27 July 2016

Sisters Are Doing It For Themselves

With Camille at the top of Pikes Peak. I had tried to make it to the summit before, but was turned away just above treeline due to extremely high winds. This day, there was hail, but that wasn't stopping me or any of the other riders I was with!

For anyone who thinks that "adventure" motorcycles marked the beginning of adventure motorcycling, think again! Men and women have been "adventure motorcycling" for more than a century. In fact, 100 years ago, two sisters--Augusta and Adeline Van Buren--crossed the continental United States, each on her own motorcycle. In case that wasn't enough, they were also the first women to ride to the summit of Pikes Peak on motorcycles.

There is much to the historical account of this adventure, including controversy over the fact they were "society girls" from a wealthy family and the fact they dress in men's attire. (For which they were arrested more than once on the trip) However, nothing can detract from the fact that in 1916, two women completed an amazing journey that riders today often count themselves lucky for completing.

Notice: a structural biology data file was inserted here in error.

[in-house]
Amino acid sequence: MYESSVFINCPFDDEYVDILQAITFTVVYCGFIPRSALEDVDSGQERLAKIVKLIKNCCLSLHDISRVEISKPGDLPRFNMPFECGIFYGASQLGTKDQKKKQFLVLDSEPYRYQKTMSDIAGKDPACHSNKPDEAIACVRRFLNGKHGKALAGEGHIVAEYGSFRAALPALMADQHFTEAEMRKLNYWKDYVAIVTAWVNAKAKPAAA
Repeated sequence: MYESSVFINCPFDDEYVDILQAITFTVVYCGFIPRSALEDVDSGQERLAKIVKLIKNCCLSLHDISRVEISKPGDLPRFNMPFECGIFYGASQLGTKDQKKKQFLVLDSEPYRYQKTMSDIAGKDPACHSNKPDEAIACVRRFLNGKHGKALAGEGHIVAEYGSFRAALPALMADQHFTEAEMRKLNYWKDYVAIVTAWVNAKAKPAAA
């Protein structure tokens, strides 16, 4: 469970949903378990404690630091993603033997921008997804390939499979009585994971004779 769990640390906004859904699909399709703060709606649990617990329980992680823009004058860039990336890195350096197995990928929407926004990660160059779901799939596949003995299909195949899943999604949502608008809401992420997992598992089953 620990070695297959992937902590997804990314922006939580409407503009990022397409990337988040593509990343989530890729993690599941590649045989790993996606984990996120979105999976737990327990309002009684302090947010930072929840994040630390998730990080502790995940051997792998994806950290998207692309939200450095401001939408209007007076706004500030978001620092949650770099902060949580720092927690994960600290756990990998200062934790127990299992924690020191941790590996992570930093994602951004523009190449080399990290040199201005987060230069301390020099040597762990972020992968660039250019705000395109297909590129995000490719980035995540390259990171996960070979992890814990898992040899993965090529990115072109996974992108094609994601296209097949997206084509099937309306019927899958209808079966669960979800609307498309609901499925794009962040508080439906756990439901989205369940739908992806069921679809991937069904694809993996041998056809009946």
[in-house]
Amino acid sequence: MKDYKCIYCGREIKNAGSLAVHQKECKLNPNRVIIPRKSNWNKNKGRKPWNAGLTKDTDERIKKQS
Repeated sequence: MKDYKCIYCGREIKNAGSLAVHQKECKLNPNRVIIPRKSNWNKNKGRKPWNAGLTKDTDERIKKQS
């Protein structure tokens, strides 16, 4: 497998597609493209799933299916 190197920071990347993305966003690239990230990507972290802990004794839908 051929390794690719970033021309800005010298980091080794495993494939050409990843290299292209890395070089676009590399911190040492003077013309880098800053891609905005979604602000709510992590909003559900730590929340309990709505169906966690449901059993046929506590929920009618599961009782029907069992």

I'm with Alisa Clickenger--an amazing motorcyclist and the organizer of the event. I was very excited to meet and talk to her!

In honor of that journey, The Sisters Centennial Motorcycle Ride set off from New York this past 4th of July weekend, and continued across the country, following as best as it could 100 years later the route taken by the Van Buren sisters. I was not able to join the whole trip--which I would have LOVED to have been a part of--but the trip was to include a ride up to the summit of Pikes Peak, and you can bet I was there to join.

I met up with the group at the staging area, right before entering the Pikes Peak Tollway. Three groups would go in on motorcycles--fast, medium, and slow riders--and we would be met at the top by the group of riders who chose to take the cog railway to the summit.

In all truth, though the road is now fully paved, it is not for the faint of heart. Once you get above treeline, there are many hairpin turns on an exposed mountain side, and few guard rails. This is not unusual in mountainous areas, and though we local Coloradans were used to it, many of the women riders were from flatter areas, and found themselves intimidated by the road. One other factor riders used to determine whether they would actually ride up or not, was the fact that altitude sickness is real, and the only way to deal with it was to get down off the summit.